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Burned: The Oral F***ing History of the Comedy Central Roast

Filling the “crazy old lady” spot was Oscar-winning actress Cloris Leachman, who reminded many of her comedy cred.  
Bob Saget: “I am not here to roast Bob Saget. I’m here to fuck John Stamos!” That’s something you want to read under someone at Mount Rushmore, a very lovely and iconic thing.   
Cloris Leachman (roaster): I didn’t even know who Saget was. Or John Stamos. You get a call from your agent—they deal with it. I show up, walk in, and read. Period. It leveled the room. It leveled me too. 
The next few roasts, skewering Larry the Cable Guy, Joan Rivers, and David Hasselhoff, featured the usual mix of celebs and roast stars, including Ross, DiPaolo, Giraldo, and up-and-comers like Whitney Cummings.
Doug Herzog: No matter who it is, there are a few things you know about that person, and that will inform every joke. With Hasselhoff it’s Baywatch…hamburgers…
Gilbert Gottfried: The Hasselhoff roast was an extra treat, not only because I could do jokes about David Hasselhoff, but, since he’s beloved in Germany, I could throw in a few Holocaust jokes.
The Hasselhoff roast saw the rise of Roast­master Seth MacFarlane. Known at that point only for Family Guy, he would emerge as the quintessential master of ceremonies (before going on to host Saturday Night Live and the 2013 Academy Awards). 

Doug Herzog: He brings that Dean Martin, Rat Pack, martini, tuxedo vibe. We like to think we were his stepping stone.
Jon Lovitz: That guy is one of the most talented people ever in Hollywood.
Jonas Larsen (senior VP of Comedy Central specials): As a matter of fact, we’re not only gratified, we take full credit. When Seth got the Oscars gig, I sent his manager an e-mail that said, “You’re welcome.” 
Shortly after the Hasselhoff roast, tragedy struck with the overdose of roast regular Greg Giraldo, who’d long fought addiction.
Lisa Lampanelli: I had my issues with Greg. It’s documented that Greg had serious drug and alcohol problems. 
Barry Katz (talent manager): Greg was in his own battle. For him it was weird. He was a guy who was so well-respected, but for some reason, career-wise, it just wasn’t happening the way it should have. 
Jeff Ross: Comedians are comedians. We’re comedians before we’re Jewish or Italian or Irish or black. We’re comedians—that’s our family, that’s our religion. When you’re working at the level that Greg was, a lot of people care about you. We don’t get over it, but we get as close as we can by doing another roast.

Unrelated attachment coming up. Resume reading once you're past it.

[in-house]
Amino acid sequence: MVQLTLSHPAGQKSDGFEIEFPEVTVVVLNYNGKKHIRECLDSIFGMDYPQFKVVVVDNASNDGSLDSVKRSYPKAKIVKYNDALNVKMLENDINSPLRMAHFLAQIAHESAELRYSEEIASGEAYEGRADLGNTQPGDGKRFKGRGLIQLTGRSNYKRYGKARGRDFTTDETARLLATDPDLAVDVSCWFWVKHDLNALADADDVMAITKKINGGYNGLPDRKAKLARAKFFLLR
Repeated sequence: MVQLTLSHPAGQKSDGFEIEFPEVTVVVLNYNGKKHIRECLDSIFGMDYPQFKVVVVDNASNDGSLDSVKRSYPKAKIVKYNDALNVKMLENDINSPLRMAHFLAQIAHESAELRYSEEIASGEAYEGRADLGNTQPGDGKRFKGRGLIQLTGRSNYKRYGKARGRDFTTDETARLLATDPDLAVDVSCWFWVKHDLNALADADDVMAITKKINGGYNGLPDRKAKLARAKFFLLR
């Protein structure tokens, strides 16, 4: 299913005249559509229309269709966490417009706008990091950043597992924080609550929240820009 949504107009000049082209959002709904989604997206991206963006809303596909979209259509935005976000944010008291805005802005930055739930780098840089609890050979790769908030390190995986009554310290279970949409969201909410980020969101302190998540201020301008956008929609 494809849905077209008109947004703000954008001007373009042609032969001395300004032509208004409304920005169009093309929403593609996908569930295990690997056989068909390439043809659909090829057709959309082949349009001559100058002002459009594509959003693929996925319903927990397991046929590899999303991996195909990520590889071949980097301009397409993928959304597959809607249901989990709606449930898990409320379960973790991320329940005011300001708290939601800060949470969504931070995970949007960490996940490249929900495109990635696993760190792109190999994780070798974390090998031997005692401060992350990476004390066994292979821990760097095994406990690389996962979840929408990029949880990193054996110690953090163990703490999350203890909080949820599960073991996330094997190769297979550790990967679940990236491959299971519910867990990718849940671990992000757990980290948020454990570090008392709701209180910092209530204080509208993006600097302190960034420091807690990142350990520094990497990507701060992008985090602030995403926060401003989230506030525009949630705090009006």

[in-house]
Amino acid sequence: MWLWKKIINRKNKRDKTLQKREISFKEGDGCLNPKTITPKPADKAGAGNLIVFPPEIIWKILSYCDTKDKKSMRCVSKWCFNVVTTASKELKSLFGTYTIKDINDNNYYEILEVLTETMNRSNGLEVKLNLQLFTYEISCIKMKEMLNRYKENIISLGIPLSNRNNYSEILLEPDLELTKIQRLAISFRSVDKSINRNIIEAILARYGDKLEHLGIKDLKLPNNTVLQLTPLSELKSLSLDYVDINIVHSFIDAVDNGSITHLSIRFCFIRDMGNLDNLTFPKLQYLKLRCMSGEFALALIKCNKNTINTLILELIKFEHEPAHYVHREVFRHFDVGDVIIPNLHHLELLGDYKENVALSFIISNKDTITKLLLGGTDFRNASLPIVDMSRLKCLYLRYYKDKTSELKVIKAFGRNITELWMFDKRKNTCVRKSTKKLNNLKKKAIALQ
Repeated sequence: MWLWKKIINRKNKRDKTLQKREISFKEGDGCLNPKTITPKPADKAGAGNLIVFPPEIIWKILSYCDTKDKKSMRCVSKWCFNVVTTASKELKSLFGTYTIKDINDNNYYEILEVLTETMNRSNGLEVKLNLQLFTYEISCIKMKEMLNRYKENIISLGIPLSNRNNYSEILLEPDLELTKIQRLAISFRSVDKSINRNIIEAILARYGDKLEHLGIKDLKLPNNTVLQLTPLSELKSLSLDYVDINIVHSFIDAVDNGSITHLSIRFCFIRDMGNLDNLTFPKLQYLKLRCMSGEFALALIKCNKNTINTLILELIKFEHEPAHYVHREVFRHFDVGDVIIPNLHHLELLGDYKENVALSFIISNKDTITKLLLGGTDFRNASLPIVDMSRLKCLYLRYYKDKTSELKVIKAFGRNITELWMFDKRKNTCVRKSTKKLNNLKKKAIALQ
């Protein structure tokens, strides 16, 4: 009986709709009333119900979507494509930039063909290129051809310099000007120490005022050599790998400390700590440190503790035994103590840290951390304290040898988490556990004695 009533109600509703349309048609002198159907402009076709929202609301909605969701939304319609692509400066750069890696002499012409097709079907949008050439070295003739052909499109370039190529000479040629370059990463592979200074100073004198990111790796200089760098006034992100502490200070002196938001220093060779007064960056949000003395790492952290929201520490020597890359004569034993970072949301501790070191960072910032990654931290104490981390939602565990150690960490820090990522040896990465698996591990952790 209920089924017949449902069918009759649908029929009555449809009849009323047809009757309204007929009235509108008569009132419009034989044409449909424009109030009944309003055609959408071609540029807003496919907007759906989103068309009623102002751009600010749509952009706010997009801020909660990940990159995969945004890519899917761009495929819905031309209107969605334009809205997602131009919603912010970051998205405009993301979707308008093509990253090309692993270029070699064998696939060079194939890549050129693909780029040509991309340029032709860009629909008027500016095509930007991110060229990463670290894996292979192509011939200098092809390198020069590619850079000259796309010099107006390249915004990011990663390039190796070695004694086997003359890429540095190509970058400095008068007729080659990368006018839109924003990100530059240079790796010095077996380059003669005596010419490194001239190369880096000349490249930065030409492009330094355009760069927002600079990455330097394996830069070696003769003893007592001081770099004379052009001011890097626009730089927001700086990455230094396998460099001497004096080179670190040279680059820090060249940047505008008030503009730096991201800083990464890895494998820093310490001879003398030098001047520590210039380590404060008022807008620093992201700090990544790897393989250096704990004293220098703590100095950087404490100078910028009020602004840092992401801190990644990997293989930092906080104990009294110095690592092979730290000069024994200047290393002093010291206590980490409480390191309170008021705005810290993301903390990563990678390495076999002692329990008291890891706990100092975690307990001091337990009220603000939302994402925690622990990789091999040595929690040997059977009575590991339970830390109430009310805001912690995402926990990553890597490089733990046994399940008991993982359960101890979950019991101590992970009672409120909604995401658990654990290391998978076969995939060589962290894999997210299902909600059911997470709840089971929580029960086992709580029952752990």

Gilbert Gottfried: When I heard about Greg, I immediately tweeted “If Greg Giraldo is cremated, will that be the Greg Giraldo roast?” It seemed like a fitting tribute to a roaster. It was sad, but you had to make jokes about it anyway.
The roast of Donald Trump in 2011 saw a move back to New York City and the biggest bomb in the show’s history, courtesy of Mike “the Situation” Sorrentino.


Donald Trump (roastee): They’d approached me a number of times—and eventually I said yes. I knew what I was getting into, but I also knew that we would raise a tremendous amount of money for charity. We raised a million dollars.
Lisa Lampanelli: When the Situation went up, I was sweating like Sandusky at a Cub Scout meeting. But he’s so frickin’ delusional, he comes up afterward and says, “That was pretty good, right?” I said to myself, “Dude, you got booed so loud [roaster] Marlee Matlin heard it, all right?”
Joel Gallen: He just was not funny. Didn’t get how to deliver a joke. 
Donald Trump: I thought he was terrific, frankly. He was so uncomfortable that it really became funny. But he took a tremendous amount of abuse.   
Perhaps the greatest endorsement of the Roasts’ reach and power arrived later that year, courtesy of the “Warlock From Mars” himself, Charlie Sheen, who turned to the dais to neutralize his unprecedented public meltdown.  

Doug Herzog: Charlie Sheen was one of the guys we asked for years who said no, so that was like roast-Christmas.
Jon Lovitz: With Charlie it was kind of like, “Roast me because I really have acted up, and I have a sense of humor about myself.”
Anthony Jeselnik: Sheen was a smart guy who knew how to play it. He handled the roast perfectly.
Jonas Larsen: Almost instantaneously, his scandal went away. Once he went out and took every hit based on the spectacular five months of entertainment that he provided, it went away. It became the perfect place for him to wipe the slate clean and get on with his career.
The highlight of Sheen’s roast was Patrice O’Neal, who, with more people watching than ever before, went on the attack.
Joel Gallen: We put him near the end of the show and [after getting hit] he shifted his gears and started roasting the roast. When a comedian can do that in the moment, it’s brilliant. Not everything that he said was hilarious. But it was really honest. 
Amy Schumer (roaster): I was like, I’m going to bring it the hardest to him, and I’m going to say the meanest jokes I think of (“Tonight is not just the roast of Charlie Sheen; it’s also a farewell party for Patrice’s foot”). He was very, very proud of me and made me feel like I impressed him that night. 
William Shatner: When we went out to the parking lot, I knew Patrice had diabetes, but I didn’t know it was fatal. As we’re waiting for the car, we start talking about life and death, and he starts to weep. And then I realized he knew how close he was to dying, and that last moment we were holding each other and crying.  
O’Neal suffered a stroke a month later and passed away in November. With the loss of him and Giraldo, the roasts seemed to take a softer turn with the roast of Roseanne Barr in 2012, not necessarily for the better.